Wednesday, November 11, 2015

A little about Bird Migration

Geese gathering at Alrø bird reserve

The migratory birds move thousands of kilometres each spring and autumn, in spring to the north to their breeding places in Scandinavia in order to nest and have kids. Here is a lot of space and food in summer. In autum the migratory birds fly south to their winter-quarter in the warm countries, where they can rest and find food while snow and frost cover the earth in Scandinavia.

Denmark is a crossroad for both water birds and land birds Birdwatchers estimate that about half a a billion birds pass the southern Scandinavia each autumn.

The land birds prefer to fly over land as far as possible before the flight across sea - therefore they follow the coastline until they are forced to cross the sea.
The water birds prefer to fly across water as far as possible -  therefore they also follow the coast line  until they are forced to fly over land.

An extreme example of bird migration is the Arctic tern which breeds far north near Arctis and overwinters at Antarctis. The species fly usually a yearly migration of ab. 34.000 kilometer. Some individuals can even traverse over 80.000 kilometer yearly, which is the double of the circumference of the earth.

The birds' orientation, the ability to find their way, is genetically determined. How the birds orient themselves is not quite clarified, but it is known that birds use several methods like the Terrestrial magnetic field, constellations, the sun and moon position, polarized light and visual Memory.

Some examinations have shown that the birds not only feed on their fat-reserves but that some of their organs grow smaller during the migration - so the birds exploit the bound energy from fx muscles, stomach, liver and other inner organs. In this way the birds get both energy and a lower weight, which makes the flight easier.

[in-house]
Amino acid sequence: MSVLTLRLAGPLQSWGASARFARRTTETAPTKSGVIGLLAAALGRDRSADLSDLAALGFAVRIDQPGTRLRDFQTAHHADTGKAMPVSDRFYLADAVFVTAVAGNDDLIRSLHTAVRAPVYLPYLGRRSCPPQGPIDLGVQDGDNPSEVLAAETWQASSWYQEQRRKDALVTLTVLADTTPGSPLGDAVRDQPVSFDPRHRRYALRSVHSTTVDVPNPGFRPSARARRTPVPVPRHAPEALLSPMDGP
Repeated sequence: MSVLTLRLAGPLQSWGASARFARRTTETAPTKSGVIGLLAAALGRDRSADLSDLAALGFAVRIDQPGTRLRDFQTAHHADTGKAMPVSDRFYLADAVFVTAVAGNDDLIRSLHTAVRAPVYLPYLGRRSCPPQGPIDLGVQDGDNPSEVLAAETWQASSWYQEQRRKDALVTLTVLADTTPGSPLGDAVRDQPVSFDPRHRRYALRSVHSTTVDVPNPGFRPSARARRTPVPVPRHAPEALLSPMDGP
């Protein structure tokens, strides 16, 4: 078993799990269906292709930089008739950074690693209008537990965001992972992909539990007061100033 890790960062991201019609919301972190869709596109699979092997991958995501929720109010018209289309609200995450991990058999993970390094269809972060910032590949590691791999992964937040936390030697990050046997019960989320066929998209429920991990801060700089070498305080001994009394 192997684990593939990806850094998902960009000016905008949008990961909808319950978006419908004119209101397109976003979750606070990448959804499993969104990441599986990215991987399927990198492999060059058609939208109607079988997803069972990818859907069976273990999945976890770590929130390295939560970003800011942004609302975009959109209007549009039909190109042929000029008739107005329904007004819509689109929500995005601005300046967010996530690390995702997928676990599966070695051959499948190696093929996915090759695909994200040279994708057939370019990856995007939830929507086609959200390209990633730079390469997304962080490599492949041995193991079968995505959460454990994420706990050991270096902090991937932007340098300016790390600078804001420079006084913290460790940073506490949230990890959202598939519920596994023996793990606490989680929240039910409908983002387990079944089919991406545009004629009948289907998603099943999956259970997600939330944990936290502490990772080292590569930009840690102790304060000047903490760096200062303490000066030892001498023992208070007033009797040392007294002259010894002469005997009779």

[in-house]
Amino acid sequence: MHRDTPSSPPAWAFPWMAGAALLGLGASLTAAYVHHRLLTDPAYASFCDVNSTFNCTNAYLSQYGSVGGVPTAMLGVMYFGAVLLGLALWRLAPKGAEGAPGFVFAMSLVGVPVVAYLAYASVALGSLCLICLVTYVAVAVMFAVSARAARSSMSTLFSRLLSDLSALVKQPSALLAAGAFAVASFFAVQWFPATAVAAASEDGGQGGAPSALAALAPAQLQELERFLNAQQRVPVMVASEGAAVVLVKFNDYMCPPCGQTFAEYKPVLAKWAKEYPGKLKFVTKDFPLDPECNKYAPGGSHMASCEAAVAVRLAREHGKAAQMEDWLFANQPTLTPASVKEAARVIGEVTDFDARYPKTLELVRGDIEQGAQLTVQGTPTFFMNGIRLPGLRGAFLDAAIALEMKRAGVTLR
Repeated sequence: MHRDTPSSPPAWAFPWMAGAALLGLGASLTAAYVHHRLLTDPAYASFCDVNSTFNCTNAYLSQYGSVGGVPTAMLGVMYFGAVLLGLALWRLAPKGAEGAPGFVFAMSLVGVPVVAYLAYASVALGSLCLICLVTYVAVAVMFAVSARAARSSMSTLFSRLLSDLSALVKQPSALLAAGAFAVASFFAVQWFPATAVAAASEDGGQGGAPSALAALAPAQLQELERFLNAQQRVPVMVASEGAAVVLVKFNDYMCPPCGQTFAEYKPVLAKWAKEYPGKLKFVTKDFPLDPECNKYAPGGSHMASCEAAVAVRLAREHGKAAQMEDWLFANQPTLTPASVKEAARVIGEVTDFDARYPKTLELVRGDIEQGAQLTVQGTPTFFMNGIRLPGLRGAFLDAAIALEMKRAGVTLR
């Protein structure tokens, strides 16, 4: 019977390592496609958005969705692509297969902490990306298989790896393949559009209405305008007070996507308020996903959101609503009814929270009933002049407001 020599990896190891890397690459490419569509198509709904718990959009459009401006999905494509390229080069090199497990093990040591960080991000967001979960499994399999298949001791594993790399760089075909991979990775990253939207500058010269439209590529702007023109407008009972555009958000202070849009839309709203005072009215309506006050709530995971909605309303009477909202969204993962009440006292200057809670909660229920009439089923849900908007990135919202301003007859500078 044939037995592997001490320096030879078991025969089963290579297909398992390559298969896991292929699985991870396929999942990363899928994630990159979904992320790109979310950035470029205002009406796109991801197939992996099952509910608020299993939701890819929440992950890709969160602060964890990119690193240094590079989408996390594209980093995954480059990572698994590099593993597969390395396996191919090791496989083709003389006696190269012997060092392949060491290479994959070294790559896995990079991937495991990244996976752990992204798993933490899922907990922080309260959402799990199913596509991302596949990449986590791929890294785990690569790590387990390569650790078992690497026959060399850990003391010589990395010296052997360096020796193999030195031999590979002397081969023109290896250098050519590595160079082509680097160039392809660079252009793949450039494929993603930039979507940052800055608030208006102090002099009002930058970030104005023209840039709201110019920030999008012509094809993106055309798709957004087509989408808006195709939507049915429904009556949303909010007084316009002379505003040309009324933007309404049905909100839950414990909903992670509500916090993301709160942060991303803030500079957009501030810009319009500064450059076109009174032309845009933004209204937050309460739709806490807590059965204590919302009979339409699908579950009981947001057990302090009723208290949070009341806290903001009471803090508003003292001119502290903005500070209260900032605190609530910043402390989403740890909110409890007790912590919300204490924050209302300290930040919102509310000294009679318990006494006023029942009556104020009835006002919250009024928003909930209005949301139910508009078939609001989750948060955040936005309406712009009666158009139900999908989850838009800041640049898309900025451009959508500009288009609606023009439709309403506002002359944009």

During the migration the birds feed on metabolic water, which is released as a biproduct during the metabolism when the stored fat is burned. The biggest loss of fluid during the flight happens via the exhaled air,  but the birds lose only little fluid through their droppings.

Most of the big birds, like swans and geese, must be taught by their parents in order to find the right migratory route between the winter quarter and the breeding place.

Several migratory birds can fly at least a week in a row without landing.

Some species, like geese and swans, fly in formation during the migration like the V-formation (the wedge formation). A common misunderstanding is that a formation like this has a leading goose in front,  but the birds change place alternately.

It is relatively easy to imagine that a big bird of prey can hover all the way to southern Europe or Africa on spread wings, but it is difficult to imagine a little bird on such a long trip. A bird weighing 10-15 gram has to bring fat in order to be able to survive the tour over long stretches, where it might have no possibility to seek food, water or shadow.

And what I have found here above is just a small part about this fantastic bird migration, the source is wikipedia, the photos; grethe bachmann . 

The bird migration is a wonderful miracle, isn't it? 


    Gerry Snape said...
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    Thyra said...
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